The Prince and his Poodle
In an era of larger-than-life characters, Prince Rupert of the Rhine still stands out as an especially charismatic and complex figure. The son of Charles I’s sister Elizabeth Stuart and Frederick V, Elector Palatine of the Rhine in the Holy Roman Empire and briefly King of Bohemia, Rupert cut a dashing swathe through the battlefields of the English Civil War, fighting for his royal uncle.
He was also a central figure in a strange, humorous but ultimately tragic war of words that played out through pamphlets between the Royalist and parliamentarian forces, all about his dog, Boy. A hunting poodle, Boy always rode into battle with his master and became synonymous with his romantic, victorious bravado. That is, until the battle of Marston Moor on 2 July 1644…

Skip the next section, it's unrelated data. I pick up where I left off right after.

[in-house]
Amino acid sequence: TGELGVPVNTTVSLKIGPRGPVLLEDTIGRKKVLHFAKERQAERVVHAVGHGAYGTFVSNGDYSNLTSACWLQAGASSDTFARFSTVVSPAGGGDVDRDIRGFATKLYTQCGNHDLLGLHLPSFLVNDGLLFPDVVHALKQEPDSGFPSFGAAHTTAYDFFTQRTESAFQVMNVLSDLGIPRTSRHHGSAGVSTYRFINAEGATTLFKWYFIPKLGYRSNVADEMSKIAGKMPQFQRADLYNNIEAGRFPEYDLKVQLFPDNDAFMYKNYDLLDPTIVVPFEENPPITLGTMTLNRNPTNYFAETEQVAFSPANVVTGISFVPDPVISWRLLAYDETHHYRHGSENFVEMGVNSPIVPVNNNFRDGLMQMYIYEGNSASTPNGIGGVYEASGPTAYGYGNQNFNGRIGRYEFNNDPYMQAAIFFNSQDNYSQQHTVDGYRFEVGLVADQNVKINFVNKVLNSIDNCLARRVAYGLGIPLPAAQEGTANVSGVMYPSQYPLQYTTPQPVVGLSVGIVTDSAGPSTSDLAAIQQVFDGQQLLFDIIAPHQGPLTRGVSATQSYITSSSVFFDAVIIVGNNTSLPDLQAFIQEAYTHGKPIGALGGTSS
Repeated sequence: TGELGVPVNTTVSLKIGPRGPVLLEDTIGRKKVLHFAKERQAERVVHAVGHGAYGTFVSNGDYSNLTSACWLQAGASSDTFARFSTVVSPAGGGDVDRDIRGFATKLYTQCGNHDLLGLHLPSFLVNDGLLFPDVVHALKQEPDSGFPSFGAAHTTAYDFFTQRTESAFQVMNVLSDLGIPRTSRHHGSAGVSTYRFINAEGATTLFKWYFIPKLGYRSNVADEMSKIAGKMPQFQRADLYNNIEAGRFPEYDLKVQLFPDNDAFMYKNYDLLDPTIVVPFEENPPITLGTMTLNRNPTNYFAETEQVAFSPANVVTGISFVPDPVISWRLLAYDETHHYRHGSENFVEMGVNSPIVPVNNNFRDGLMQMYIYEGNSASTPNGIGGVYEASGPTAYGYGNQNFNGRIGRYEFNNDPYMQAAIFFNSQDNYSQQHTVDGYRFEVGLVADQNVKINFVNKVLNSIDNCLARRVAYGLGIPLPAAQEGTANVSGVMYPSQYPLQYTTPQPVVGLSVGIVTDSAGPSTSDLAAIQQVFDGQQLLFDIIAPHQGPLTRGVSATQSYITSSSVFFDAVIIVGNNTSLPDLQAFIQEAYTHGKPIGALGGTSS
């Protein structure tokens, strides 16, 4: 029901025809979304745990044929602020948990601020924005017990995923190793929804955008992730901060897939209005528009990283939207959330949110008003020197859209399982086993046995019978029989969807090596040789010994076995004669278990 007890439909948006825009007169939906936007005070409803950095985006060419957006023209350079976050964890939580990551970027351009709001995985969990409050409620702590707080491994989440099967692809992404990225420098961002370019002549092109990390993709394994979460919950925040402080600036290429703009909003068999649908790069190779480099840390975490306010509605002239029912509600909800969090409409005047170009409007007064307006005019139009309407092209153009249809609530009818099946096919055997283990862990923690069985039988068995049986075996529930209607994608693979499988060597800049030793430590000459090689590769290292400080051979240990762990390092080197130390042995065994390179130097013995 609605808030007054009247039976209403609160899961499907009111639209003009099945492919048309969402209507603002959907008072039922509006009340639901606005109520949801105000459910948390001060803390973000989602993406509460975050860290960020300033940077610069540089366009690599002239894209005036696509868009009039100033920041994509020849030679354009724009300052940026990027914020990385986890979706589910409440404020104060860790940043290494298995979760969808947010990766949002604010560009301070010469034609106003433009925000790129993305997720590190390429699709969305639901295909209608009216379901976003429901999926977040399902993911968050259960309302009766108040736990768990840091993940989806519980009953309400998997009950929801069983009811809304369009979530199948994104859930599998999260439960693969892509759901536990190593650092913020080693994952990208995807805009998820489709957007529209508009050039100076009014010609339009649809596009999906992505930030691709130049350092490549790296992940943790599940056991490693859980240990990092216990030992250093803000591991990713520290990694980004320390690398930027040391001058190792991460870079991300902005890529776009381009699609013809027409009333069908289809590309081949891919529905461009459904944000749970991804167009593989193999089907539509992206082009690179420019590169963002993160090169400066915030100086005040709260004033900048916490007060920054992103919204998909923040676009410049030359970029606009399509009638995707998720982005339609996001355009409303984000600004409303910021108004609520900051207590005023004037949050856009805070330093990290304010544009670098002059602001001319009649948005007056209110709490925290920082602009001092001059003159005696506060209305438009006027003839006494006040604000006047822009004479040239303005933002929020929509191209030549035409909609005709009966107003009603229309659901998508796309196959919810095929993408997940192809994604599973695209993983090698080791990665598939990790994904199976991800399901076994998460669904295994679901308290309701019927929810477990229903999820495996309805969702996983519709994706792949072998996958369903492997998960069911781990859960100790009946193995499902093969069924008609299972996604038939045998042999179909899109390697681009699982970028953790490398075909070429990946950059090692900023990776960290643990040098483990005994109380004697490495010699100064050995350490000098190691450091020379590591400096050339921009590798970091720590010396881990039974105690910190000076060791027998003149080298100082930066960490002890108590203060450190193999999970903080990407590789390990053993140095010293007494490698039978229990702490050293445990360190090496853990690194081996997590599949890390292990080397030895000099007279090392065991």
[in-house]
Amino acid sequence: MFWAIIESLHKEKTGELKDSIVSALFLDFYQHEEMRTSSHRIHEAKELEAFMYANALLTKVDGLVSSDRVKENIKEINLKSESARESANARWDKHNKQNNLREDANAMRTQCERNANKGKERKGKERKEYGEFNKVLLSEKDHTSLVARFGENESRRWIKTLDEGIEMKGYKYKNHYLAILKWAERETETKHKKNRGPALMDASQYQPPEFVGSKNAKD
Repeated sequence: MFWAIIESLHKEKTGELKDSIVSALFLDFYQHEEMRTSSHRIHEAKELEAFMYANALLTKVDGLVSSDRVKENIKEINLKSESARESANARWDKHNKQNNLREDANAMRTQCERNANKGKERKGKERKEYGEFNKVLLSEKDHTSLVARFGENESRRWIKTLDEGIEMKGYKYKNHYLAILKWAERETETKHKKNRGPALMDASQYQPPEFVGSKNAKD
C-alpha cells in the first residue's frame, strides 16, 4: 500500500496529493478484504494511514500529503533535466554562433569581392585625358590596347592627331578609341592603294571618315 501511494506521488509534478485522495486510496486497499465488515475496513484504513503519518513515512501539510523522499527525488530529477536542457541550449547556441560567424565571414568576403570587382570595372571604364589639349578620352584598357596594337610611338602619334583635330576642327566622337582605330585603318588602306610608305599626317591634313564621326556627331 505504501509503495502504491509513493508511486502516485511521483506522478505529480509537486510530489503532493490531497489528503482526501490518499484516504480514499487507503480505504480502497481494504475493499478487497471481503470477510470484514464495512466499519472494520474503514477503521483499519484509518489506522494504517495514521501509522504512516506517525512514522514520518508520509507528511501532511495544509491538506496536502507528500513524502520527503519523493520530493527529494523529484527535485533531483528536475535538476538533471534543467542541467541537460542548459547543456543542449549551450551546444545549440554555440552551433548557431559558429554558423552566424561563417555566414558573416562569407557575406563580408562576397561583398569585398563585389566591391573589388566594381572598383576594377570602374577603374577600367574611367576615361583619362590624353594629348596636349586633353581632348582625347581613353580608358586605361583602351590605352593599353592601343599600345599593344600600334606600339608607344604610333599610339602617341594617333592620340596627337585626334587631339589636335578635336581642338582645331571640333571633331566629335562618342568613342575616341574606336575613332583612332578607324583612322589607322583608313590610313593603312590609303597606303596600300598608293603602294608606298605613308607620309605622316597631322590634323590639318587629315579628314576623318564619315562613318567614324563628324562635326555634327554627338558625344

Unlike his uncle, Rupert would survive the war. He went on to play a leading role in the establishment of the slave trade as a Royalist privateer in the Caribbean, before returning to England as a statesman under Charles II and becoming lucratively involved in the trade of slaves and precious metal in Africa. He died at the relatively old age of 62.
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